During a career spanning a quarter-century, Bay Area rap legend E-40 has all but cemented his legacy as a linguistic innovator and hip-hop hall of famer. Today, however, he's working harder than ever to remain a beacon of independent success through his solo career and Sick Wid It Records. On March 24, E-40 released "The Block Brochure: Welcome to the Soil 1, 2 & 3," a three-disc project comprising three albums and 60 tracks total.
The set bests his previous two double-volume releases, "Revenue Retrievin': Day Shift and Night Shift" (which peaked at No. 130 on the Billboard 200 as a package, but hit Nos. 47 and 49 as separate discs, when released in 2010 by Heavy on the Grind) and last year's "Overtime Shift and Graveyard Shift" (No. 174 as a set, Nos. 42 and 40 as separate CDs) giving him seven full-length albums in two years' time. But 40 himself is the first to say he doesn't plan to slow down. E-40's highest-charting album was 2006's "My Ghetto Report Card" (Sick Wid It/BME/Reprise), which bowed at No. 3.
1. Why three albums at once?
First of all, I stay in the lab putting together prescriptions and anecdotes 24/7. It's a lot of different ears out there for music. [I've] seen all the different styles of music and everything, and I participated in every last bit of it. That being said, three albums allows me to give [fans] a variety of me. [Someone's going to] like something on those albums.
2. Your last two releases were double-albums. Did the way those projects were received encourage this?
You can check the charts -- it'll show you that they all charted. It was a very lucrative situation. People got short attention spans nowadays. Even though my music is forever music, even though it's timeless to me, sometimes they wear me out too quick, so [I'll] wear them out before they wear me out.
3. How long does it take to put three albums' worth of music together?
It don't take me [too long]. I'm probably working on [the next three volumes of] "The Block Brochure" right now. It only takes me six or seven months. You got to turn it in three months before it comes out, so that's 10 months [altogether]. [And then] you still have two months left in the year.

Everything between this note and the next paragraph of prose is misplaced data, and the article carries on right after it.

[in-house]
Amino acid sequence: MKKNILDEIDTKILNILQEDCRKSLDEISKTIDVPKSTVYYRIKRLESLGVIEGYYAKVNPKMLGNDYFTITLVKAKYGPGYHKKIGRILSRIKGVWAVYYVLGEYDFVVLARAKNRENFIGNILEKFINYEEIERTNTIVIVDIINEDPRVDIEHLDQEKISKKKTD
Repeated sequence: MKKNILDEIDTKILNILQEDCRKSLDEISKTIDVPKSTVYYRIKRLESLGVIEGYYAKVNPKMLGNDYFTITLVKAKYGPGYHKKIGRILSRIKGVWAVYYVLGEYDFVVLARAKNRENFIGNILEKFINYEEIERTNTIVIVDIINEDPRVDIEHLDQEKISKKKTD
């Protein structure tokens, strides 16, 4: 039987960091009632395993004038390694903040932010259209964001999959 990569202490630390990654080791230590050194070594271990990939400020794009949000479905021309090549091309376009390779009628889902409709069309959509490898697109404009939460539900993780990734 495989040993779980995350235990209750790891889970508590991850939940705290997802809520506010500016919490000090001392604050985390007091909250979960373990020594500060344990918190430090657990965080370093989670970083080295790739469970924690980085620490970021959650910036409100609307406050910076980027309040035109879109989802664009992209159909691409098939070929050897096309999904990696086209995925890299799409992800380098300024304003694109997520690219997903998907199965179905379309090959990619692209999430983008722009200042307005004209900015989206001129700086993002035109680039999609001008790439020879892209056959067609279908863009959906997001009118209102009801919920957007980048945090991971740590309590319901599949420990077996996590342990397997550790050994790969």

4. As an artist with such a celebrated discography, is it difficult to get old fans into the new material?
I got old-school fans that love to hear the '90s type of sound, and I tell them, "If you want to hear that, you probably got to go back and buy those '90s albums." Because to be honest with you, those same fans that say they like the old stuff are not buying my music these days. You got some that will, but a lot of them are grandparents now, and some of them just don't have interest in rap like they used to. If you want to go back to memory lane and enjoy the times when you was having money and balling and a certain album was out in the '90s that you went and bought, hey, go buy it again. It's available on iTunes and in the record stores.
5. You have a great quote about your marketing strategy: "Old-school tactics make new-school dollars." What do you mean?
I just go by the old-school ways. It's still posters, fliers, all that. It's still getting on the phone, keeping your relationships with people that was in the industry that might have been fired at the time -where most people would just stop talking to them, I would still continue to talk to them. Going in the studio, knocking out two or three songs in one day, mixing it down in one day. Doing customized drops for radio, customized jingles.
6. You're also involved with Twitter and Tumblr. Does it ever get overwhelming?
No, it's cool, because it's in the palm of my hand. When you got an iPhone or any smartphone, you got your whole office in your hand. You can speak your mind, say a few things. [Fans can] see visuals, such as little clips of you filming yourself or me doing my Jack LaLanne Power Juicer on my little health mission. With social networking they got it easier today than we had it back in the day, but I can't complain. I'm still here and I'm still relevant.